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Infographic: Celebrating 150 years of agriculture | by AAFC_Canada
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Infographic: Celebrating 150 years of agriculture

2017 – Agriculture and Agri-Food Canada celebrates 150 years of agriculture.


2008 – Naked Oats, a hulless, hairless oat variety is released, attracts new markets as a rice replacement, high-end animal feed and is also cheaper to transport.


1998 – SmartCrate, a recyclable, reusable crate, greatly reduces food waste by improving handling, storage and transportation.


1997 – AC Metcalf barley is released, dominates the market, and is prized by farmers and beer makers throughout the world.


1980 – The Shepody potato enters the world market and quickly becomes one of the most popular varieties for French fries.


1979 – First constructed by Canadian researchers, the commercial vegetable blancher is now used around the world for frozen food production.


1977 – Canola, a hybrid oilseed that made its debut in Canadian fields in 1973, is officially named and soon becomes Canada’s third largest cash crop.


1968 – Canadian gardens blossom with winter-hardy Explorer and Parkland roses, grown to withstand a northern climate.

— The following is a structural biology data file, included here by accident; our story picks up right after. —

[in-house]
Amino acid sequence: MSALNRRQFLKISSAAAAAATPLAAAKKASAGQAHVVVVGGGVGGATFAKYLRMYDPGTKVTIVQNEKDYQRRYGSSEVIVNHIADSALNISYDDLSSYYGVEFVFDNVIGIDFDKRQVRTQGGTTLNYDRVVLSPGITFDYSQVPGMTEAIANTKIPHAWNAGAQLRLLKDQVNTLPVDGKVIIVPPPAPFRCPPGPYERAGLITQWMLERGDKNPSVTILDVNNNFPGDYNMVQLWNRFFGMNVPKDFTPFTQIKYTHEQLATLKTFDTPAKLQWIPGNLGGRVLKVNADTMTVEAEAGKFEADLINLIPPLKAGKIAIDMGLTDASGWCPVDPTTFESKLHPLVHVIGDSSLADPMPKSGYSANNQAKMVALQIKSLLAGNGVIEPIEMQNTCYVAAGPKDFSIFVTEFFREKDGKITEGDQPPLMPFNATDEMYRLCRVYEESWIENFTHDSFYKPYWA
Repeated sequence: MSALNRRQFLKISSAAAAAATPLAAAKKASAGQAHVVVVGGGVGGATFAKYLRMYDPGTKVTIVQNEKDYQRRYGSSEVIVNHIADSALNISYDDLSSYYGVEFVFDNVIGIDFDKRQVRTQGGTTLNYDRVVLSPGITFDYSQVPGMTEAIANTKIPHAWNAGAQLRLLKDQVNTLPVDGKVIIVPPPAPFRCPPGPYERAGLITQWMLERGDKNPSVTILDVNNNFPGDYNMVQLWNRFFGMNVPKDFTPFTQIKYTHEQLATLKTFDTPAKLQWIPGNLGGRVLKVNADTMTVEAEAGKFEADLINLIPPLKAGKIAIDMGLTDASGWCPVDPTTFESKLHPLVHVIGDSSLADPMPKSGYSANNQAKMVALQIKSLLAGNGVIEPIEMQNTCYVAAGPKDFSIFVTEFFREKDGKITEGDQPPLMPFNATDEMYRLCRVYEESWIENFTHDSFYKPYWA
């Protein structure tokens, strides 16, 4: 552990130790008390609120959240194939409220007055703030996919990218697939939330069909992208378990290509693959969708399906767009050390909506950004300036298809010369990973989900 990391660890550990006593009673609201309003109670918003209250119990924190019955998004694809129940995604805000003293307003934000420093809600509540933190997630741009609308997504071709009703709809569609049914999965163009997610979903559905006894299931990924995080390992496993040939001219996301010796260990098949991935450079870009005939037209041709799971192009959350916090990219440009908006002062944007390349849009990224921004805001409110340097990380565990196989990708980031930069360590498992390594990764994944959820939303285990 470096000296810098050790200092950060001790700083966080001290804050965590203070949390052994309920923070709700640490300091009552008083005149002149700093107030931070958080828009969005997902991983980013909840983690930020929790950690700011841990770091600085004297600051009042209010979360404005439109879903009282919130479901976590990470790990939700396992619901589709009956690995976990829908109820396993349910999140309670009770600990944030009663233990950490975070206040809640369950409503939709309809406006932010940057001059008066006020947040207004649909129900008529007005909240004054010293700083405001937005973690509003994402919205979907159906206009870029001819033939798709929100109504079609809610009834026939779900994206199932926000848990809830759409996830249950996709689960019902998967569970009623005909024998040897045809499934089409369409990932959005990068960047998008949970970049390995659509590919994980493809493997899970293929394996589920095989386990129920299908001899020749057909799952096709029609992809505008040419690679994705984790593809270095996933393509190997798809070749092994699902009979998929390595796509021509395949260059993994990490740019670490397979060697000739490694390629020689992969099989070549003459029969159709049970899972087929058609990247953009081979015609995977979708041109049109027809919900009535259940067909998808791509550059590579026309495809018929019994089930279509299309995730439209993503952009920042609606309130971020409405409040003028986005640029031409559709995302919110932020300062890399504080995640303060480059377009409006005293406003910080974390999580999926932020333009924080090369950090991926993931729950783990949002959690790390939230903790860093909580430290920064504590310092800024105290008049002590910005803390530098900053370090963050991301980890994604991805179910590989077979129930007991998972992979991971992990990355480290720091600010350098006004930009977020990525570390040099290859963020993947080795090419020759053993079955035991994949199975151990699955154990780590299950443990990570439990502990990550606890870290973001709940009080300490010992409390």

1957 – Pest management techniques that include new planting methods and use of good bugs and bad bugs lessen the reliance on chemical pest control products.


1943 – The commercial soybean industry is born.


1936 – Canada first started growing mustard crops in Alberta and is now the world’s largest exporter.


1921 – Canadian experts develop wheat varieties resistant to rust, a disease that frequently threatened entire crops. By the late 1930’s, the new strain saves Canadian wheat farmers an average of $25 million a year in losses.


1909 – The first samples of Marquis wheat, an early maturing strain are sent for final testing, opening the Prairies to agriculture and Canada to international markets.


1898 – The value of exported cheese increases from $7.3 million in 1886 to $17.6 million in 1898 as the result of research done by the experimental farms.


1886 – Parliament passes legislation to create Canada’s first five research farms – the beginning of today’s network of 20 research centres across Canada.


1867 – The federal Department of Agriculture is created and the first Minister of Agriculture is appointed.


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Uploaded on April 19, 2017